As an epidemiologist interested in how coronavirus is becoming a pandemic, I would like to share a summary of facts as well as some advice to help mitigate a community-wide epidemic.
COVID-19, named by the World Health Organization, refers to a family of viruses that aggressively attack the immune system. Depending on how strong your immune system is just before exposure, your symptoms can range from difficulty breathing, fever, cold and cough to pneumonia or severe acute respiratory syndrome (SARS), which causes severe damage to the lungs and other organs.
To provide some perspective, the flu results in death for 1% of people who get it, while coronavirus currently is estimated at a mortality rate of 2%. What makes this virus a global emergency is how quickly it is spreading, due to poor containment and a long incubation period (the number of days you are contagious before you really know it) of 14 to as many as 27 days.
Below are some facts, based on information reported by the Centers for Disease Control, found here: cdc.gov/coronavirus/2019-ncov/index.html.
How Does it Spread?
Like all respiratory viruses, coronavirus is spread by droplets in the air that are released during a cough or sneeze. Any surface can become contaminated, including another person’s body, clothing or even shoes.
If you are exposed to the droplet and then touch your eyes, nose or mouth, the virus can be transferred into your system and make you sick. When the virus gets into the lungs, it begins to destroy the tiny air sacs that carry oxygen, called alveoli.
This causes the lungs to stiffen, requiring the heart to work harder and harder to get oxygen through the body. As lung function is lost, it becomes harder and harder for the rest of your organs to work efficiently. This can lead to organ failure and death.
How Can I Reduce Risk?
Masks: Common hospital masks found in waiting rooms do not prevent transmission of coronavirus. What is more likely to happen is that you or your child will be touching your face all the time to adjust the uncomfortable mask, and eventually you will touch your mouth, eyes or nose and get the virus anyway.
The only type of mask that may decrease transmission is called an N95 Respirator mask, which you already may have purchased during the fires. If you do get sick, wear this mask and make sure it is properly fitted and tightened. Even if you are quarantined, this mask will help reduce risk of exposure to those around you and help prevent the droplets in your cough and sneezes from spreading.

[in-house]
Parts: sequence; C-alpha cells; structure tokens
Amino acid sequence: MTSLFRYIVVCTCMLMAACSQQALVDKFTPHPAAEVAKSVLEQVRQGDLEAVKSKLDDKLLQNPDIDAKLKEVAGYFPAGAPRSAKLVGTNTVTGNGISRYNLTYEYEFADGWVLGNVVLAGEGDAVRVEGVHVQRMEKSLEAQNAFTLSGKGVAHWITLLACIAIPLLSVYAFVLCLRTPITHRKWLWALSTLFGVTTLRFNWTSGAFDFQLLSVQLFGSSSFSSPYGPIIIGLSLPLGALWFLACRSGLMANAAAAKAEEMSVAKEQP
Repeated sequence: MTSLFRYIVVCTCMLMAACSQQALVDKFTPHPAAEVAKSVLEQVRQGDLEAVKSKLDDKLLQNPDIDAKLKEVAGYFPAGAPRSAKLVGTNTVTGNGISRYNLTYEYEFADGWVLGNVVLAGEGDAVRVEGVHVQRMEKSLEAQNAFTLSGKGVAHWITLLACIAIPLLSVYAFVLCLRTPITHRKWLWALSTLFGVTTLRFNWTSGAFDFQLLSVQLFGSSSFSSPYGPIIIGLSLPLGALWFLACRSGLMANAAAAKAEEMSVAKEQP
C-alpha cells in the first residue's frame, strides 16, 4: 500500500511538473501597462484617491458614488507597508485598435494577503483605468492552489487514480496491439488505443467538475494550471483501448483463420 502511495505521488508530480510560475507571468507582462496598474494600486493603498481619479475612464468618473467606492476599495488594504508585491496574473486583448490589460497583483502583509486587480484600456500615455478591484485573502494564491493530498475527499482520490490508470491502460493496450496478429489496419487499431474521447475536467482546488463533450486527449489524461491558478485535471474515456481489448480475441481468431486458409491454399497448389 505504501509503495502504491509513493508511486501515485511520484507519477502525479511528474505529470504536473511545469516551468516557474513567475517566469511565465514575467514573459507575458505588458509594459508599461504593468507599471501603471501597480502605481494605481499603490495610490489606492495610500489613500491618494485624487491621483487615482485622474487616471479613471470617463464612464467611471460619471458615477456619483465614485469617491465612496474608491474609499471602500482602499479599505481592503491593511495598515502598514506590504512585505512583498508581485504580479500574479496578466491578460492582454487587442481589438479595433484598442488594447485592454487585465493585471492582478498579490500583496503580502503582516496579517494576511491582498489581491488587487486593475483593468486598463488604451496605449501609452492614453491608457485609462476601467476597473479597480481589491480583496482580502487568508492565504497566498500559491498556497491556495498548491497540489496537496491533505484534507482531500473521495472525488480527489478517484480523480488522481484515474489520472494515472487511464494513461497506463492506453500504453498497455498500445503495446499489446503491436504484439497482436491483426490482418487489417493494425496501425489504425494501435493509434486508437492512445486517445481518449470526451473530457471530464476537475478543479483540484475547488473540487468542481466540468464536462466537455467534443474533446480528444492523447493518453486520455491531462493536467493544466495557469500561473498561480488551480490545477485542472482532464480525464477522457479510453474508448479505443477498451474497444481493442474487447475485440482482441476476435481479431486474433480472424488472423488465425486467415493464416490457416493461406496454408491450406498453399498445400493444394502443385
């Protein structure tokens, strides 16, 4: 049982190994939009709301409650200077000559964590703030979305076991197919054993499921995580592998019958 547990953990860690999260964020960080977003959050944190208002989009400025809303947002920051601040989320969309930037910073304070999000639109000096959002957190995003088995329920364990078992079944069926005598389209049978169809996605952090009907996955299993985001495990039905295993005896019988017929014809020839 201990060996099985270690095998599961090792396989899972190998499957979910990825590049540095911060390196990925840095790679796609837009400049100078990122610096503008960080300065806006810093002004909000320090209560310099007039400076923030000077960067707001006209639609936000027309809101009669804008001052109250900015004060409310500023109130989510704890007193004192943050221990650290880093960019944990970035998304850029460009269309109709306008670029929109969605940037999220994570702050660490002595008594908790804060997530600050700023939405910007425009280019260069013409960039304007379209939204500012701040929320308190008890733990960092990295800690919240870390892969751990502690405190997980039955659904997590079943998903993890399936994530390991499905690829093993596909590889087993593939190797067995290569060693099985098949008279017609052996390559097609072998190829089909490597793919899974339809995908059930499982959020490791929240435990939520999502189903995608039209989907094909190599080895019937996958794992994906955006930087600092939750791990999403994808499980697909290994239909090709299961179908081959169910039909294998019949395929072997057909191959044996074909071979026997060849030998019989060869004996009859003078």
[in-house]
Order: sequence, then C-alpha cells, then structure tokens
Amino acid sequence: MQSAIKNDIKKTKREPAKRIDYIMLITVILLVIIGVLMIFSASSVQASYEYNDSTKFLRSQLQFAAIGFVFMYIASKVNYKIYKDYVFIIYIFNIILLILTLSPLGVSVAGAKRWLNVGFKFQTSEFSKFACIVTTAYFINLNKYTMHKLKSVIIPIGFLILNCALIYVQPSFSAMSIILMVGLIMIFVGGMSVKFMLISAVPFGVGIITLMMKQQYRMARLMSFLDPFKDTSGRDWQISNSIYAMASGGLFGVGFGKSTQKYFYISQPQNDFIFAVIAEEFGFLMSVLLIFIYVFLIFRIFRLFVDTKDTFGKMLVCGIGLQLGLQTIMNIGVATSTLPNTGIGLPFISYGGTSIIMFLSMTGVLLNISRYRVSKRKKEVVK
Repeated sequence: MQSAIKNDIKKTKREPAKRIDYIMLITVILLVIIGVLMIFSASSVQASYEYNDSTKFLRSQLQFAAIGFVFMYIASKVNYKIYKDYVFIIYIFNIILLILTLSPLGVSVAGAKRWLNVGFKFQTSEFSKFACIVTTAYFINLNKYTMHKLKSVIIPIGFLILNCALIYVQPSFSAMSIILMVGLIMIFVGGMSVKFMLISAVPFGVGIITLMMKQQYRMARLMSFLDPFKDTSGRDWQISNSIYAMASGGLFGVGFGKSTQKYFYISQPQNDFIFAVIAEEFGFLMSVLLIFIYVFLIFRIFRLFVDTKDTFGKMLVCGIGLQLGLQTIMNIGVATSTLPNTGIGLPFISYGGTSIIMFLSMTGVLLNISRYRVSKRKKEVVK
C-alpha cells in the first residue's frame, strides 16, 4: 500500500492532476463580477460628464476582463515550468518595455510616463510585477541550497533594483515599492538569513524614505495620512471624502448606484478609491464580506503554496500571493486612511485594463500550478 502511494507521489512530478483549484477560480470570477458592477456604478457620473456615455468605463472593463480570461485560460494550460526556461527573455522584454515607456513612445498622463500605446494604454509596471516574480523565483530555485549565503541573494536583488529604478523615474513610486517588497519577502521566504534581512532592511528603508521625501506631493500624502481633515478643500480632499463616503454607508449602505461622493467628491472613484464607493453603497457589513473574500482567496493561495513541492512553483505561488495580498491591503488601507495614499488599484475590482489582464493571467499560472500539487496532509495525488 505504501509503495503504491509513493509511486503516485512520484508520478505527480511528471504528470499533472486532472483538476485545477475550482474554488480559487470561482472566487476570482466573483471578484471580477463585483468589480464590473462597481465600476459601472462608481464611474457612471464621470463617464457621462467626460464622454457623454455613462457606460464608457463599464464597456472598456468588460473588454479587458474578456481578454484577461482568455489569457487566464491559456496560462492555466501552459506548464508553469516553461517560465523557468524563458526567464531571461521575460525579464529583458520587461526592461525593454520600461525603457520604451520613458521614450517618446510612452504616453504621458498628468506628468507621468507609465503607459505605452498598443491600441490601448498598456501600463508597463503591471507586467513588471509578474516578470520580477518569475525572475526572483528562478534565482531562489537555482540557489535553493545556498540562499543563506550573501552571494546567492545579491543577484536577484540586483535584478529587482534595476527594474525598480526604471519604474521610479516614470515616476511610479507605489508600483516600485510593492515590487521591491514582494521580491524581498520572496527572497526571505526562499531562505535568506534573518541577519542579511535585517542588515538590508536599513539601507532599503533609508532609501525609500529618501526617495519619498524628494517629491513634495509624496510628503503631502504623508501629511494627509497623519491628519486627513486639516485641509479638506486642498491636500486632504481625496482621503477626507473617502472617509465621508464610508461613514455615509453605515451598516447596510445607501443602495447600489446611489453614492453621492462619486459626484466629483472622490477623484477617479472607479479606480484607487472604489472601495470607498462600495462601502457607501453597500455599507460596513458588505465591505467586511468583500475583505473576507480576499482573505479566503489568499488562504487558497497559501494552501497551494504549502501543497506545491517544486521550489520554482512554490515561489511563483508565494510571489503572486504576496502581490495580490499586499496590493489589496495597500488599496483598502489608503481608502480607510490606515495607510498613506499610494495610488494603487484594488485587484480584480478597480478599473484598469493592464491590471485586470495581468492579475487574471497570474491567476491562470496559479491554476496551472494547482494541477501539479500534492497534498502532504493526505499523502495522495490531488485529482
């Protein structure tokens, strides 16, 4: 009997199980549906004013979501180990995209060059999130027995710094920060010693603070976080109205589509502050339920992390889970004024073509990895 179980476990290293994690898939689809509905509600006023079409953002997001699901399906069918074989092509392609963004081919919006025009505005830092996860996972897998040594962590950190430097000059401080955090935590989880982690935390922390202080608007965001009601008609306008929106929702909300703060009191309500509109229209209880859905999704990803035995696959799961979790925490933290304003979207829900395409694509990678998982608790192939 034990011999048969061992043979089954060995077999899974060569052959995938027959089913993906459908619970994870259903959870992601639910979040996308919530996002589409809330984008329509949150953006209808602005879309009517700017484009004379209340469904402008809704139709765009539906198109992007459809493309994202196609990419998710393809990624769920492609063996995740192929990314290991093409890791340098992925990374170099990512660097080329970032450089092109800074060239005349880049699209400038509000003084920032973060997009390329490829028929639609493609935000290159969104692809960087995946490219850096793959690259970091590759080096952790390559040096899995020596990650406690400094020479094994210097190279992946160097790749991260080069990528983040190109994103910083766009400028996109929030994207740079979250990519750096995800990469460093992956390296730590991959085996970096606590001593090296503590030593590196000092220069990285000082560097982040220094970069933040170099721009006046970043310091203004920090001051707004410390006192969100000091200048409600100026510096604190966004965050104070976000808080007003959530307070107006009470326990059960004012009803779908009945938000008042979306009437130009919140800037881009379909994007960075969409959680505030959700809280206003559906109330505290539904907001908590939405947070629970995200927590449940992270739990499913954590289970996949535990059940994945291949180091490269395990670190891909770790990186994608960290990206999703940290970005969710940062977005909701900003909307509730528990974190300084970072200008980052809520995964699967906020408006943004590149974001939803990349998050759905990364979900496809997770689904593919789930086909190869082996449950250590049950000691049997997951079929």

Wash hands for 20 seconds; take off shoes at the door and wash hands immediately after taking off shoes. Antibacterial soaps can cause bacteria-resistance, so just use basic soap and water.
Make sure to wash lunchboxes and especially water bottles, and no sharing of glasses among family members or friends. Teach family members to cough or sneeze into the elbow, instead of the hands, and wash hands immediately afterward to prevent spreading of the droplets.
Who is at Risk?
Although the first cluster (group of people who were exposed) was found in China, there is no inherent risk for developing coronavirus in the Asian population. The virus is not more common in men or women.
Those at risk are children (because they still have underdeveloped immune systems and haven’t learned good hygiene habits yet), older people, people with underlying chronic illness such as asthma, diabetics and people with high blood pressure, and those who are already immune-compromised, such as cancer patients. Health care workers are also at risk, due to more frequent exposure to people who are ill.
What do I do if I begin to Have These Symptoms?
First, this is a virus, so antibiotics and Tamiflu-like anti-viral therapy will not work. The best thing to do is immediately quarantine yourself or your family member and seek medical care. This includes being isolated from pets.
Thus far, there have been no reports of human to animal transmission of coronavirus, but little is still known about this virus, so it’s better to be overly cautious.
Let the doctor’s office know about your symptoms before you go in to protect others in the waiting room. Do not leave the house and do not expose yourself to others. Drink plenty of liquids and get lots of rest.
The greatest risk to our community is being exposed to people who become sick but do not stay home from work or school. The most likely scenario is that schools, offices and grocery stores will shut down for a period of time if people in the community are diagnosed with coronavirus.
The best thing to do is become aware of people around you who are coughing or sneezing, and make sure you wash your hands or use antibacterial gel if you are not home. You might also want to buy staples of food in case there is a town-wide quarantine. Stock up on Tylenol, make sure your nebulizer is working if you have one and make sure you get your prescriptions filled.
Lastly, don’t worry. If you or a family member does get coronavirus, it will most likely feel like a bad flu and after a few weeks, it will be over. Be cautious, but not paranoid and if you feel sick, just stay home!
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